We’ve all seen it. Some junior executive falls in love with a particular bit of data. Statistics are calculated. Reports are generated. Mass distraction ensues as the rare commodities of time and attention are expended to “move the needle” on the object of the exec’s affection. If we’re lucky there is little net impact to the experience of customers, employees, and other partners. Often there are missed opportunities for other, greater impacts. In the worst cases, the organization becomes so fixated on that innocent data point that they loose focus on serving customers, engaging employees, or maintaining necessary partnerships. Continue reading
For all the lovely chatter about people being an organization’s greatest assets, the trajectory of large organizations is determined by the quality of their alignment. Anything else requires a level of unsustainable heroics from those greatest assets. Small organizations only survive the inflection points on their way to being large organizations if they figure out how to maintain the alignment that comes more easily in small numbers.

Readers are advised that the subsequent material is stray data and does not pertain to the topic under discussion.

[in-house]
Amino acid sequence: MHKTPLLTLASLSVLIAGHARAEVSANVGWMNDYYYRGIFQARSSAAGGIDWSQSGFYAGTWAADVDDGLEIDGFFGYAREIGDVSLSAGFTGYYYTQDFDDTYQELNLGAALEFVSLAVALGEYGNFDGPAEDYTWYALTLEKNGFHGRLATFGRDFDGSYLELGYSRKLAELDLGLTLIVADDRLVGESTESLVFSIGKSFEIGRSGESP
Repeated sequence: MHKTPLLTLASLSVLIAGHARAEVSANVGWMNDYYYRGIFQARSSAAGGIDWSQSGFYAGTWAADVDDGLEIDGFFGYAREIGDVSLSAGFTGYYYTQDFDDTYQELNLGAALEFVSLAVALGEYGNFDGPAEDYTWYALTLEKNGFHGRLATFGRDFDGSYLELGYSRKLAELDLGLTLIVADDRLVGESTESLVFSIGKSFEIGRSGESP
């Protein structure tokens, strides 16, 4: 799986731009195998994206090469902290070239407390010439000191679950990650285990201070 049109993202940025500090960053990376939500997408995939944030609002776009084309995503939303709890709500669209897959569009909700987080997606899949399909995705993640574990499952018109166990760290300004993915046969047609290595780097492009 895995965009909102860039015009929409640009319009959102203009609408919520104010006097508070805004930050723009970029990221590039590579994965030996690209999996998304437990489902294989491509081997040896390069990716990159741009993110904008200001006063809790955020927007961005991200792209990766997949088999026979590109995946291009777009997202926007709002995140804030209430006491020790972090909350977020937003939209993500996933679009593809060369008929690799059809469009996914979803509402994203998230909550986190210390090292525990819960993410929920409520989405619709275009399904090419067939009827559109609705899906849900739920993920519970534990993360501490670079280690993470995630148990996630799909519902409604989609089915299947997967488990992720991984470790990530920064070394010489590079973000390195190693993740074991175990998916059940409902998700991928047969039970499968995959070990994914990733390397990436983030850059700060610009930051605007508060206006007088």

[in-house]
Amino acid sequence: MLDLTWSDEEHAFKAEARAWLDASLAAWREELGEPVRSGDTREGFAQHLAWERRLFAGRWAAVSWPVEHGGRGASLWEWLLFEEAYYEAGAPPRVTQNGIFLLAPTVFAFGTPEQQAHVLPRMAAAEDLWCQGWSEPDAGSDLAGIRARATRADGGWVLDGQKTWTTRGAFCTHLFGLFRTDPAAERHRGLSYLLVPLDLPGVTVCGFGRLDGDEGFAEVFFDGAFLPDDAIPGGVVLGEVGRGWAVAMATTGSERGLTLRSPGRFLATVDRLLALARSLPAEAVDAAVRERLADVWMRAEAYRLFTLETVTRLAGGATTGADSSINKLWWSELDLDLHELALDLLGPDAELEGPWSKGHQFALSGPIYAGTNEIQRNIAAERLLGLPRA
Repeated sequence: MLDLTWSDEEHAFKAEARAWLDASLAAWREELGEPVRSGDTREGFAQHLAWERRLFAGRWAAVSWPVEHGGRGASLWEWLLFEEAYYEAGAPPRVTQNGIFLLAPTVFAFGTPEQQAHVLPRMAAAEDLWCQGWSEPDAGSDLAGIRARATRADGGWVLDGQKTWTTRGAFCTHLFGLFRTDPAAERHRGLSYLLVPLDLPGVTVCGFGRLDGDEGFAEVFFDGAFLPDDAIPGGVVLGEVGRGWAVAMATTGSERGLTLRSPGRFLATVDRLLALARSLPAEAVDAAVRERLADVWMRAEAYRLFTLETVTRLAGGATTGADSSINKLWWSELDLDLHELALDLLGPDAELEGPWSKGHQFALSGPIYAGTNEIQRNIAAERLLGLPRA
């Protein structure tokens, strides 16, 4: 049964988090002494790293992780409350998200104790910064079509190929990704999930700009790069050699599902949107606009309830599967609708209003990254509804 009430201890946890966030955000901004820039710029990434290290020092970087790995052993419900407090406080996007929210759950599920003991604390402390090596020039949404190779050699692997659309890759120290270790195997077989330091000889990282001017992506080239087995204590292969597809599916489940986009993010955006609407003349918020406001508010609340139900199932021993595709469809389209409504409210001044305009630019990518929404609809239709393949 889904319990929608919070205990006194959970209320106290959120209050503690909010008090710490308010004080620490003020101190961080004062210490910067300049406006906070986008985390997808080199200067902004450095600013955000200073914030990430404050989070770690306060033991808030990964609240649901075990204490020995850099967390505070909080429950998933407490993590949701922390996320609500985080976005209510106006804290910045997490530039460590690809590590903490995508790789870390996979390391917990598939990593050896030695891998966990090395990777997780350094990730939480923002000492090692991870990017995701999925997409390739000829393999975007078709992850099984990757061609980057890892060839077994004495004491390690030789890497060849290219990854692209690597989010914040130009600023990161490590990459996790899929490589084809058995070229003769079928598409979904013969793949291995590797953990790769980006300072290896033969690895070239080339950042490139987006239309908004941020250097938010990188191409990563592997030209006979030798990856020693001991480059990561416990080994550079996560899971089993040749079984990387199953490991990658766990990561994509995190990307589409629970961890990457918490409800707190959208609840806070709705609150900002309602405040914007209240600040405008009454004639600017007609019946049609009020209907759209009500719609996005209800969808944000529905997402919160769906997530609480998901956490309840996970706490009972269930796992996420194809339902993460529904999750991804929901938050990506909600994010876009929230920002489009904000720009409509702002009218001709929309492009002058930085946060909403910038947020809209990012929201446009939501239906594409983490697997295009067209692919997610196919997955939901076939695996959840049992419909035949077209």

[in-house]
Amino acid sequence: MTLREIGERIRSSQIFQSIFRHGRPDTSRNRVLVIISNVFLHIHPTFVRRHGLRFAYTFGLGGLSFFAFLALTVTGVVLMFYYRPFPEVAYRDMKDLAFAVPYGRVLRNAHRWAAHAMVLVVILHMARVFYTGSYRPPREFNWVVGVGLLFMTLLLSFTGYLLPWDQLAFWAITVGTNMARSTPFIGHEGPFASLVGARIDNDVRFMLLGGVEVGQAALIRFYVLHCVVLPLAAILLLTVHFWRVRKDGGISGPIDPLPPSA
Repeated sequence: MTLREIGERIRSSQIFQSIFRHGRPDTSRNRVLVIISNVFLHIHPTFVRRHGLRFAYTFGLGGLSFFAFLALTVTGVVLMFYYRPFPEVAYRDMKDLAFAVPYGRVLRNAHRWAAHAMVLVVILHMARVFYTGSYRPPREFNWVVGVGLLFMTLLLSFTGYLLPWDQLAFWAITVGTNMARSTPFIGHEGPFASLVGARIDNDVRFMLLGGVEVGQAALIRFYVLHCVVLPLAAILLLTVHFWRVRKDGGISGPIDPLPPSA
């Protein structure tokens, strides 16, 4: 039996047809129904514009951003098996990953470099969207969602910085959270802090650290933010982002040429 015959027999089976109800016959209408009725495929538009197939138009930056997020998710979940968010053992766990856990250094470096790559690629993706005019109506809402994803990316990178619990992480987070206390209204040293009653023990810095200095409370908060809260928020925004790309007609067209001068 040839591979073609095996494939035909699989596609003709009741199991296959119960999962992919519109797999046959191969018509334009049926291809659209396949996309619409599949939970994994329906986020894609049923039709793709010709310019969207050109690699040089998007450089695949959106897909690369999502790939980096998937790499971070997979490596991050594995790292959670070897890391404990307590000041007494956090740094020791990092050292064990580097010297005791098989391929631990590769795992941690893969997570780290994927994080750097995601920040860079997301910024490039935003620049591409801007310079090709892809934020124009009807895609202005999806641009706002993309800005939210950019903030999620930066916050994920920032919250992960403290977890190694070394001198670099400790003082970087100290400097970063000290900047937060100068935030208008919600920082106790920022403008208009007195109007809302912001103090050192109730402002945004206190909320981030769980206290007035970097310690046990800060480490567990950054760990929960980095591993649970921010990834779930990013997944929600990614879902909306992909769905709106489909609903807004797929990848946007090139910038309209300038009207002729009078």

And so process and discipline are born into our cooperative efforts. All too often, these two grow into ungainly beasts that are as likely to eat an organization as sustain it. That path is too easy to walk down and probably why the vast majority of small organizations don’t survive their first five years.
One can’t inhabit the halls of any large organization too long before encountering that project. You know the one. Strategic. Cross Functional. Visible. Really Really Important. Really really horrible, complete with turf wars, In-fighting, and finger pointing. Then somebody decides all the problems map back to roles and responsibilities. The corporate tribal drums begin to beat, the more impressionable break into ritual dance, and various escalations are invoked until an industrial-sized RACI chart emerges as pages and pages of 8pt Excel spreadsheets. Things do get better, at least a little bit, and the project proceeds with all the real transparency, deep engagement with realities on the ground, and pure joy of a 70’s era Soviet Politburo meeting. Continue reading